Edward Weinman on the inspiration for his chilling story from 66 degrees North, “Almost a Christmas Miracle.” It’s set in Iceland, where Weinman spent more than a decade writing for magazines and film. Read it here, download it for any device, or gift it to a friend–it’s the holidays, after all.
The idea for this piece came from a story I heard when I first moved to Iceland to work as a magazine journalist for Iceland Review and Atlantica. I drove to a small town in the East Fjords to write a piece about a country doctor who had to travel great distances in a four-wheel drive jeep to treat her patients because she was the only doctor around for miles. Trying to interview locals for the story, I meet up against great resistance. Upon returning to Reykjavik, a friend’s father told me that when he moved from Denmark to Iceland as a little boy the locals treated him like a pariah because he was seen as an outsider. My friend’s father remembered how when he and his mother would walk through town, the locals would stare at them through the windows of their homes. And when he and his mother would wave, the locals would shut their curtains. Witnessing locals wary of outsiders fascinated me. I always wondered why these locals were so reticent to talk to a stranger. I wondered what secrets they must be afraid of revealing. I find this behavior similar to what happens in this country to those considered outsiders, those the locals label as “other.” – EW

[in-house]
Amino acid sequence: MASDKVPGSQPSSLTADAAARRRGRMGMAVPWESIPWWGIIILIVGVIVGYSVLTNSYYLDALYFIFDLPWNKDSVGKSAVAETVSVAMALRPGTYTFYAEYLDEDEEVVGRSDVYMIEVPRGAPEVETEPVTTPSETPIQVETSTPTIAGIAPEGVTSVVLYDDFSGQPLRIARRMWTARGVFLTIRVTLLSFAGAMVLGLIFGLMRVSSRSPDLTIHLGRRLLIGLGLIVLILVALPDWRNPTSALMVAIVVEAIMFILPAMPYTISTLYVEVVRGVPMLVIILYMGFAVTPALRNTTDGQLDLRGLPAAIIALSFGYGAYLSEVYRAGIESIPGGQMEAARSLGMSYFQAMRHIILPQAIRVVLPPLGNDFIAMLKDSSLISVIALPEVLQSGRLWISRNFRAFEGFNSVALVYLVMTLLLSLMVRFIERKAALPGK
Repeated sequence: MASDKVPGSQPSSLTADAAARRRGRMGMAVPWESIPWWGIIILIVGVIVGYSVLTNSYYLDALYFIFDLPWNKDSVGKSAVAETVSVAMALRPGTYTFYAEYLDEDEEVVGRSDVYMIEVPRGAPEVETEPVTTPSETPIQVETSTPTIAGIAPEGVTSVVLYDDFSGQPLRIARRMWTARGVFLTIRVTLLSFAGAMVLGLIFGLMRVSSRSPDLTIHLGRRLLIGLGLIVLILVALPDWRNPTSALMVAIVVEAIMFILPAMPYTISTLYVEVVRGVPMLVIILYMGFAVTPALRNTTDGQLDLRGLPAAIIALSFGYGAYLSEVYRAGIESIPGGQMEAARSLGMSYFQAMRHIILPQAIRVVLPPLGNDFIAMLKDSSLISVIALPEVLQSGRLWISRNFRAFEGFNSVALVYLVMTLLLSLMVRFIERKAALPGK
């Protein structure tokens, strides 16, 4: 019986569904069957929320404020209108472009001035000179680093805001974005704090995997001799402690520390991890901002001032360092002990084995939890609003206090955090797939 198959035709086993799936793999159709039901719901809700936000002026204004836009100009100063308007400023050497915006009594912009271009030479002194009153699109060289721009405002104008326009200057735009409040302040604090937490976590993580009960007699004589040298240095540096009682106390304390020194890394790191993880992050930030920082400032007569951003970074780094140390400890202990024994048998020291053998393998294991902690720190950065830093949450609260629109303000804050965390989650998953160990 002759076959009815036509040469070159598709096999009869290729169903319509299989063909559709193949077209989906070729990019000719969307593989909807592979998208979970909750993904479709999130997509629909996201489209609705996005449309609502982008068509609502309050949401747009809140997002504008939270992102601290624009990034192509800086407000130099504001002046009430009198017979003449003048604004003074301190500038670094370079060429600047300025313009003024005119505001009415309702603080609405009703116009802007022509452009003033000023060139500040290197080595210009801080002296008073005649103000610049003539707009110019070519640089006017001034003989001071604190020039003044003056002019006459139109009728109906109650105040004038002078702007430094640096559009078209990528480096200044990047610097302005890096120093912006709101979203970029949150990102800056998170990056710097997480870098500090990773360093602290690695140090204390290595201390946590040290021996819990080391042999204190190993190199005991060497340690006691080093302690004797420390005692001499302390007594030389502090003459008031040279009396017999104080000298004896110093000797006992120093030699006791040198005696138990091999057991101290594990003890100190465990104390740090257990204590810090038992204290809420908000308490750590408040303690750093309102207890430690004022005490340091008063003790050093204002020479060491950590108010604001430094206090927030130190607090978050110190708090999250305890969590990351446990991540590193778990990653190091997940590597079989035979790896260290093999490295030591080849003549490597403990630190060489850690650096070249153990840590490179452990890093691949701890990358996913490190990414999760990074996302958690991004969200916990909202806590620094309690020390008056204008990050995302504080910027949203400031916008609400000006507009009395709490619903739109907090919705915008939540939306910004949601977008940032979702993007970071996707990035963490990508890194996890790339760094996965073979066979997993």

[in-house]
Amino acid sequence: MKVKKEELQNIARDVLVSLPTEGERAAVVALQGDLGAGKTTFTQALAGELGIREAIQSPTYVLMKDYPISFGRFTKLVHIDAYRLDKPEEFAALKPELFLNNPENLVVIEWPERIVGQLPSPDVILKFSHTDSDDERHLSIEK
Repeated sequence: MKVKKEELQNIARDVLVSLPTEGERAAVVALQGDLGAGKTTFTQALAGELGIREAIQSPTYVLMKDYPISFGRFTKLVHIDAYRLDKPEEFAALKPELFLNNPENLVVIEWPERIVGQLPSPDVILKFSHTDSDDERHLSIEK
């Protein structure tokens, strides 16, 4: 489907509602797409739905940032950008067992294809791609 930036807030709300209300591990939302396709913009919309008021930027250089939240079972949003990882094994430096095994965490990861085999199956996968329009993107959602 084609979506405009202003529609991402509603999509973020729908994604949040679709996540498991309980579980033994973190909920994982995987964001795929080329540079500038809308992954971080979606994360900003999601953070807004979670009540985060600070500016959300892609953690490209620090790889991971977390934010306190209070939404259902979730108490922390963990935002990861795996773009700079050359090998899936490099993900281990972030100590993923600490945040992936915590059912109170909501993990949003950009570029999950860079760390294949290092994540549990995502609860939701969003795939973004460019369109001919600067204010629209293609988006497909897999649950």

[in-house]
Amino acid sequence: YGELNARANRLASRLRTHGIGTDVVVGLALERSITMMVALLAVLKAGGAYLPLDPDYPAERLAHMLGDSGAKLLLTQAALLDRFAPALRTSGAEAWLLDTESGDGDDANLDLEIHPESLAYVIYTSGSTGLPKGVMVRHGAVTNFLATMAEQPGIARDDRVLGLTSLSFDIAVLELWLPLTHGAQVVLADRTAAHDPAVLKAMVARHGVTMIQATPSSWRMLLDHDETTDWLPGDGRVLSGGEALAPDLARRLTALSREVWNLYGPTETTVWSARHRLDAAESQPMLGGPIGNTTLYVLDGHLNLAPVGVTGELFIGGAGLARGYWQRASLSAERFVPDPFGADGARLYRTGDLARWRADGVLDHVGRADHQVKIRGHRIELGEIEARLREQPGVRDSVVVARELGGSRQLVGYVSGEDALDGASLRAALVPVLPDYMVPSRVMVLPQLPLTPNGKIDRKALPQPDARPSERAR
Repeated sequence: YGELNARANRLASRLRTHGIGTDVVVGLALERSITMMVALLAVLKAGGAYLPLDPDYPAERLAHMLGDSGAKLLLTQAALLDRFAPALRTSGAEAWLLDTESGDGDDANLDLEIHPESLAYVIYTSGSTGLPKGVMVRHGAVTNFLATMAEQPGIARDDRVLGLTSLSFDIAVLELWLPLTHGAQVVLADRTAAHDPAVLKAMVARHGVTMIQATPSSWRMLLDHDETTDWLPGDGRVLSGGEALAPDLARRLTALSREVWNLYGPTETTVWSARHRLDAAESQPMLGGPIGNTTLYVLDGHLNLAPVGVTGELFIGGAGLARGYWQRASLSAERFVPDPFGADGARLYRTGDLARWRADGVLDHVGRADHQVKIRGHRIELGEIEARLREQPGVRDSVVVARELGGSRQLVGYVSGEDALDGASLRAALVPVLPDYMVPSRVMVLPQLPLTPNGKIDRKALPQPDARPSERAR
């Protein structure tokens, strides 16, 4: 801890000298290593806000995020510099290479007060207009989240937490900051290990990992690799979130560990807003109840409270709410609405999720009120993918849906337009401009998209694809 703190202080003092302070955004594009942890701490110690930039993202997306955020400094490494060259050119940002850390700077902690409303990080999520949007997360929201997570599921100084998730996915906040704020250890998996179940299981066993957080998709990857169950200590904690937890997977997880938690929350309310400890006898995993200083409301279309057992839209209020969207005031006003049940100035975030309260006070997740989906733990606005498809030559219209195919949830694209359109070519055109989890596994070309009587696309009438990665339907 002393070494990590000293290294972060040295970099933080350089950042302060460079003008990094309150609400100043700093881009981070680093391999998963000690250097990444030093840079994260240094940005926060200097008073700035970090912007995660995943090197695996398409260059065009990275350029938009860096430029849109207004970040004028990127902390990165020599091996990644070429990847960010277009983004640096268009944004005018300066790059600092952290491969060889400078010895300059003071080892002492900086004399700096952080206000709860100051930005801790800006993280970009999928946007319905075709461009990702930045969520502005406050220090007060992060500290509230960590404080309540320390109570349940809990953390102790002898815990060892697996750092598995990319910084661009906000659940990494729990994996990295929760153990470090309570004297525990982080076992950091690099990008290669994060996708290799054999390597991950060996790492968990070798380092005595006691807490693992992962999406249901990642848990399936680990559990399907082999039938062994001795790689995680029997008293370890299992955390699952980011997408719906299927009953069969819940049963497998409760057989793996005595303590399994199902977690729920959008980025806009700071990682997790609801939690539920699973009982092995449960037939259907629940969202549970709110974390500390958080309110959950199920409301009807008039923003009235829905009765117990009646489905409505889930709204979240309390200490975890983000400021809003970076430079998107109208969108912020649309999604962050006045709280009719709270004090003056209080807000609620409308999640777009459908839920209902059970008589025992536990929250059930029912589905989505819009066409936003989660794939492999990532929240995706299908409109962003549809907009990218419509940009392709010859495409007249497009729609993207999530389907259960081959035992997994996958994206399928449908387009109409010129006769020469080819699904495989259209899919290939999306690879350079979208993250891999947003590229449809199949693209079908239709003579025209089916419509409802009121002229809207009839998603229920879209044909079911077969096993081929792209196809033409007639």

EDWARD WEINMAN spent nearly one fourth of his life as an expat on Iceland, enduring many long, dark, cold, windy, gray winters. But he made it out alive, without kids, and having suffered only one nervous breakdown. His debut thriller, The Ring Road, is born out of his life in Reykjavik where he worked as a travel writer. His journalism has been picked up byThe Associated Press and The Sunday Times of London, among others. Edward co-wrote the film A Little Trip to Heaven, a psychological thriller starring Forest Whitaker, Jeremy Renner and Julia Stiles, which screened at the 2006 Sundance Film Festival. Edward earned his MFA in writing, literature and publishing from Emerson College in Boston.